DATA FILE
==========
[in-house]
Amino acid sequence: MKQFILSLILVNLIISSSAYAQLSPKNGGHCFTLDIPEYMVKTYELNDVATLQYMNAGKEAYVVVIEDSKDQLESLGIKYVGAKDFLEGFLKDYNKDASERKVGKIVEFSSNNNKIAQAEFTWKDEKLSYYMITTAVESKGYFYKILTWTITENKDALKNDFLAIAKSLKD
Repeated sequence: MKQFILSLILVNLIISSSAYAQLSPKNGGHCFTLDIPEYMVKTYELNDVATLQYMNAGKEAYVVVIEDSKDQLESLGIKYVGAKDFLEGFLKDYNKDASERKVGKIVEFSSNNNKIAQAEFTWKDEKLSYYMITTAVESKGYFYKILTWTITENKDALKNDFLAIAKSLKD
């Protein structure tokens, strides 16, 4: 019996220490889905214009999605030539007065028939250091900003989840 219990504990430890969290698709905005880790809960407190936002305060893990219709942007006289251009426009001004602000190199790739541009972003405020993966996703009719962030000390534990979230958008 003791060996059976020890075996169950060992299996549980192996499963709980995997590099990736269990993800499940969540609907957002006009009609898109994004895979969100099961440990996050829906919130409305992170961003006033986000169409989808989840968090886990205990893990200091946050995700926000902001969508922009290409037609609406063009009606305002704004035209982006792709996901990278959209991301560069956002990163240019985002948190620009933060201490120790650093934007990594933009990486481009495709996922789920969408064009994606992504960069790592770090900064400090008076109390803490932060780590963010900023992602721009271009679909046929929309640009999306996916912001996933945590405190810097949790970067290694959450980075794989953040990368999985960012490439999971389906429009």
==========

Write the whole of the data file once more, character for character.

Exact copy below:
[in-house]
Amino acid sequence: MKQFILSLILVNLIISSSAYAQLSPKNGGHCFTLDIPEYMVKTYELNDVATLQYMNAGKEAYVVVIEDSKDQLESLGIKYVGAKDFLEGFLKDYNKDASERKVGKIVEFSSNNNKIAQAEFTWKDEKLSYYMITTAVESKGYFYKILTWTITENKDALKNDFLAIAKSLKD
Repeated sequence: MKQFILSLILVNLIISSSAYAQLSPKNGGHCFTLDIPEYMVKTYELNDVATLQYMNAGKEAYVVVIEDSKDQLESLGIKYVGAKDFLEGFLKDYNKDASERKVGKIVEFSSNNNKIAQAEFTWKDEKLSYYMITTAVESKGYFYKILTWTITENKDALKNDFLAIAKSLKD
């Protein structure tokens, strides 16, 4: 019996220490889905214009999605030539007065028939250091900003989840 219990504990430890969290698709905005880790809960407190936002305060893990219709942007006289251009426009001004602000190199790739541009972003405020993966996703009719962030000390534990979230958008 003791060996059976020890075996169950060992299996549980192996499963709980995997590099990736269990993800499940969540609907957002006009009609898109994004895979969100099961440990996050829906919130409305992170961003006033986000169409989808989840968090886990205990893990200091946050995700926000902001969508922009290409037609609406063009009606305002704004035209982006792709996901990278959209991301560069956002990163240019985002948190620009933060201490120790650093934007990594933009990486481009495709996922789920969408064009994606992504960069790592770090900064400090008076109390803490932060780590963010900023992602721009271009679909046929929309640009999306996916912001996933945590405190810097949790970067290694959450980075794989953040990368999985960012490439999971389906429009």